On the eve of his 10-day trip to Europe, President Reagan yesterday expressed new support for Britain in its struggle to regain the Falkland Islands, saying that it would be "presumptuous" of him to insist that the British seek a negotiated settlement.
"I know that both sides have lost men," the president said in an interview with foreign journalists. "But England responded to this, a threat that all of us must oppose -- and that is the idea that armed aggression can succeed in the world today."
Reagan's comments, and those of other government officials, left no doubt that the administration is rooting for British forces to succeed in their drive to capture the main Argentine garrison at Stanley before the president arrives in London Monday.
At a news conference earlier in the day, Secretary of State Alexander M. Haig Jr. was noncommittal when asked specifically whether the United States would like to see a British victory--like to have the fighting done with--before Reagan arrives in London for a meeting with Prime Minister Margaret Thatcher and an address to Parliament that will symbolize the U.S. commitment to the Anglo-American alliance.
But Haig said that the "ebb and flow" of the fighting could well change the Falklands situation before Reagan arrives. It was an unmistakable reference to what another administration official, speaking without attribution, termed "the growing conviction" that the British forces will provide a military solution to the Falklands dispute.
Reagan's comment about the Falklands conflict came during an interview by television reporters from British, French, German and Italian stations. He was answering a question from a British reporter when he made the remark about it being "presumptuous" of him to insist that the British stop fighting and negotiate. Haig earlier in the conflict urged the British to seek less than a total victory.
Reagan did say yesterday he hoped that peace could come before any more lives were lost.
"I think all of us hope and pray that no more blood needs to be shed or should be shed in arriving at a proper settlement," Reagan said.
In the interview, Reagan also predicted that U.S. interest rates -- a principal concern of the European, Japanese and Canadian leaders he will meet at an economic summit in Versailles this weekend -- will continue to drop.
But he built a domestic political message into this prediction, saying that "when we get another budget of the kind we had last year that shows continued reductions in the rate of increase of government spending here, we will see another drop in the interest rates before the end of the year."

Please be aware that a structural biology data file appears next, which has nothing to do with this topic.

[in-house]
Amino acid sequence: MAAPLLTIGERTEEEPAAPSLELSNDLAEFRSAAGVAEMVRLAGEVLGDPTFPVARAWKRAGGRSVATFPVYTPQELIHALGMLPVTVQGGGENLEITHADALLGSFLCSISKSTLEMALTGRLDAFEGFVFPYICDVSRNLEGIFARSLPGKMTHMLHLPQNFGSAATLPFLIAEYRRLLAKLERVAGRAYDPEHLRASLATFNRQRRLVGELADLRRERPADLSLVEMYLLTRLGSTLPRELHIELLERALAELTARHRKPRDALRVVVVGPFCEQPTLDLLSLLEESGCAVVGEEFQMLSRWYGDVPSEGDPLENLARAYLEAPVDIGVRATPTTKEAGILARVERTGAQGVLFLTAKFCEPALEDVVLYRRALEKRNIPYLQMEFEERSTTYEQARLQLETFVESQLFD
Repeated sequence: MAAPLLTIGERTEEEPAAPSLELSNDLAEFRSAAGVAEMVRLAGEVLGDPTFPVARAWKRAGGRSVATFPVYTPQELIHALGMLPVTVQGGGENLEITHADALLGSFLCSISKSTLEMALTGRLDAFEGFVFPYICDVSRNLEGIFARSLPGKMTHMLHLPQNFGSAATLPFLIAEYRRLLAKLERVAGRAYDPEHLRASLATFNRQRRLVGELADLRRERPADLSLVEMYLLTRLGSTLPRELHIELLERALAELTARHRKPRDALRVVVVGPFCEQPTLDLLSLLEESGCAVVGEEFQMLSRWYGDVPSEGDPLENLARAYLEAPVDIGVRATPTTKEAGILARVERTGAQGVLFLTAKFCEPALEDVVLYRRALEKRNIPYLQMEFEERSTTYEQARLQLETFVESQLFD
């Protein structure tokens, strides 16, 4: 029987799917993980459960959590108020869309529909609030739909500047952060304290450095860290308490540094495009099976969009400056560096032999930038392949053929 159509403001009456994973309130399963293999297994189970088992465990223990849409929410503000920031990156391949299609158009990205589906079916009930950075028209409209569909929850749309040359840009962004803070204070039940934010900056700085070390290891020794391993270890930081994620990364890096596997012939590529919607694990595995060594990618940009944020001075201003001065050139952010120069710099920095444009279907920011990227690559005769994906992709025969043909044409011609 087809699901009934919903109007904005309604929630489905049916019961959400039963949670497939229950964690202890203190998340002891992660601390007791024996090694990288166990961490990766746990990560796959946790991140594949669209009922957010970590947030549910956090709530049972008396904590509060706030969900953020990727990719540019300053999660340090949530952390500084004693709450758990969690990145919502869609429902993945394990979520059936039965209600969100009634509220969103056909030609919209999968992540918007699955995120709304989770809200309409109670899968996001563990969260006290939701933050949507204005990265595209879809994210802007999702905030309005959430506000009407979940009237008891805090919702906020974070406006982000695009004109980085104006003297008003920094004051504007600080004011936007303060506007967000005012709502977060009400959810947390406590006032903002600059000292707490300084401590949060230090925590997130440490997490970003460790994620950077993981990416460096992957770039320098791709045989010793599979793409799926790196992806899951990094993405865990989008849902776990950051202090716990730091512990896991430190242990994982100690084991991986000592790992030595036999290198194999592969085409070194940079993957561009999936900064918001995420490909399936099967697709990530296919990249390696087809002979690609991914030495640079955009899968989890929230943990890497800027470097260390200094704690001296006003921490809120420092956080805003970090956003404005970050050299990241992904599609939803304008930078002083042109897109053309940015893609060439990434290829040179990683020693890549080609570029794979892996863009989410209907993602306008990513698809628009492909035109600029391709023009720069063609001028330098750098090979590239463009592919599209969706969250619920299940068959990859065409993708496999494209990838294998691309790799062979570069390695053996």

Last Friday in Santa Barbara, the president was asked whether he would be able to tell the European allies that the right signals were now being sent to lower interest rates.
"Yes, I'll hope to change the subject," Reagan quipped in reply, "because I wouldn't want to tell them that the Congress acted irresponsibly."
Carrying out this theme yesterday, Treasury Secretary Donald T. Regan responded to a question about U.S. interest rates by referring to problems in other countries -- inflation in France and Britain, unemployment in West Germany, and a "weak domestic economy" in Japan.
Regan, speaking bluntly, ticked off a series of touchy monetary, trade and investment issues that will be confronted at the economic summit and said: "Trying to get all these things together in one package is going to be a neat trick."
One of the issues on which obtaining cooperation will be most difficult is the pending $25 billion Soviet natural gas pipeline intended to supply Western Europe. Reagan opposes the pipeline and extension of credits to the Soviets to enable them to build it. He has so far refused to lift export controls that would permit General Electric to sell powerful turbine engines to the Russians for use on the pipeline.
Haig, who is considered less concerned about the impact of the pipeline on European independence than is Reagan, said yesterday that the United States, while not changing its view, would not "fracture the back" of its allies over this single issue.
But Reagan, in his interview with the European journalists, returned to his familiar view that the Soviets should be punished for their interference in Afghanistan and Poland and for conducting "the greatest military buildup in the history of man" during a period of supposed detente.
"And maybe we need to get their attention," Reagan added.